Testing promotes "teaching to the test."
Those who say testing gets in the way of learning frame a false dichotomy. Testing is part of teaching and learning. Gifted and inspiring teachers use tests to motivate students as well as to assess to their learning. Effective teachers recognize the value of testing and know how to employ testing in instruction.
Testing does not measure what a student should know.
In a strong accountability system, the curriculum is driven by academic standards, and annual tests are tied to the standards. With this in place, tests not only measure what a student should know but also provide a good indication of whether or not the student has indeed learned the material covered by the curriculum.
Annual testing places too much emphasis on a single exam.
Most Americans see the importance of visiting a physician for an annual checkup. They also recognize the importance of maintaining a healthy lifestyle and monitoring their health throughout the year. Annual testing provides important information on student achievement, so teachers and parents may determine how best to improve student performance and diagnose problems that might be associated with poor performance. If a single annual test were the only device a teacher used to gauge student performance, it would indeed be inadequate. Effective teachers assess their students in various ways during the school year. As they do this, they not only monitor student achievement but also help to ensure that their students will excel on annual tests.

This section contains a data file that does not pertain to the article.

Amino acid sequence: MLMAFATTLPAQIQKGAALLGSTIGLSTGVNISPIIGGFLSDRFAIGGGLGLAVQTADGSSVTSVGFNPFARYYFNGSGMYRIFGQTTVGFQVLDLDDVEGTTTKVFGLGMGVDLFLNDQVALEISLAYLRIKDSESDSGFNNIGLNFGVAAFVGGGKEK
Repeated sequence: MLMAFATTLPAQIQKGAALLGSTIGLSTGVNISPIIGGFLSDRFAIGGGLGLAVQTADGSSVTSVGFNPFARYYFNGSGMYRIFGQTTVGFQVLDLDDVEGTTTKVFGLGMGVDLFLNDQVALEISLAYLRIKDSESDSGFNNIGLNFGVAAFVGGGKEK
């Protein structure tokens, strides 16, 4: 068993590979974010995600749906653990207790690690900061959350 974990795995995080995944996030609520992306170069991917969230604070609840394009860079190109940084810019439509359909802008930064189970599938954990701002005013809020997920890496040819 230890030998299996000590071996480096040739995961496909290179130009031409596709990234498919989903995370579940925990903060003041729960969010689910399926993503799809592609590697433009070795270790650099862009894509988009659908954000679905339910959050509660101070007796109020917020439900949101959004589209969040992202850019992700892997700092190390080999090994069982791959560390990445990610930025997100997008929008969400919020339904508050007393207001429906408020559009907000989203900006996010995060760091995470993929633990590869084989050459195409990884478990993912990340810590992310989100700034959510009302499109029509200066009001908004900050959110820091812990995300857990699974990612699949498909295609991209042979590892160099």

Testing discriminates against different styles of test takers.
A well-designed evaluation system accommodates special needs. Evaluating the performance of all students is not easy. Some students do have trouble taking tests. Some students score poorly for reasons outside the classroom. A good evaluation system will reflect the diversity of student learning and achievement.
Testing provides little helpful information and accomplishes nothing.
A good evaluation system provides invaluable information that can inform instruction and curriculum, help diagnose achievement problems and inform decision making in the classroom, the school, the district and the home. Testing is about providing useful information and it can change the way schools operate.
Testing hurts the poor and people of color.
The fact is that millions of young people—many from low-income families, many people of color-are being left behind every day because of low expectations for their academic achievement and a lack of adequate measures to determine academic achievement. These are the students who stand to benefit the most from annual testing. A strong accountability system will make it impossible to ignore achievement gaps where they exist. Moreover, where testing systems are now in place, low-income and minority students are indeed excelling. A recent study reports that there are more than 4,500 high-poverty and high-minority schools nationwide that scored in the top one-third on the state tests.
Testing will increase dropout rates and create physical and emotional illness in children.
The overwhelming majority of students who drop out of school do so because they are frustrated. They cannot read or write or learn. Testing helps with the early identification of students who are having trouble learning so they may get the services they need to succeed. Testing, in any form, does sometimes cause anxiety. Effective teachers understand this and help students prepare for it. Testing is a part of life, and young people need to be equipped to deal with it.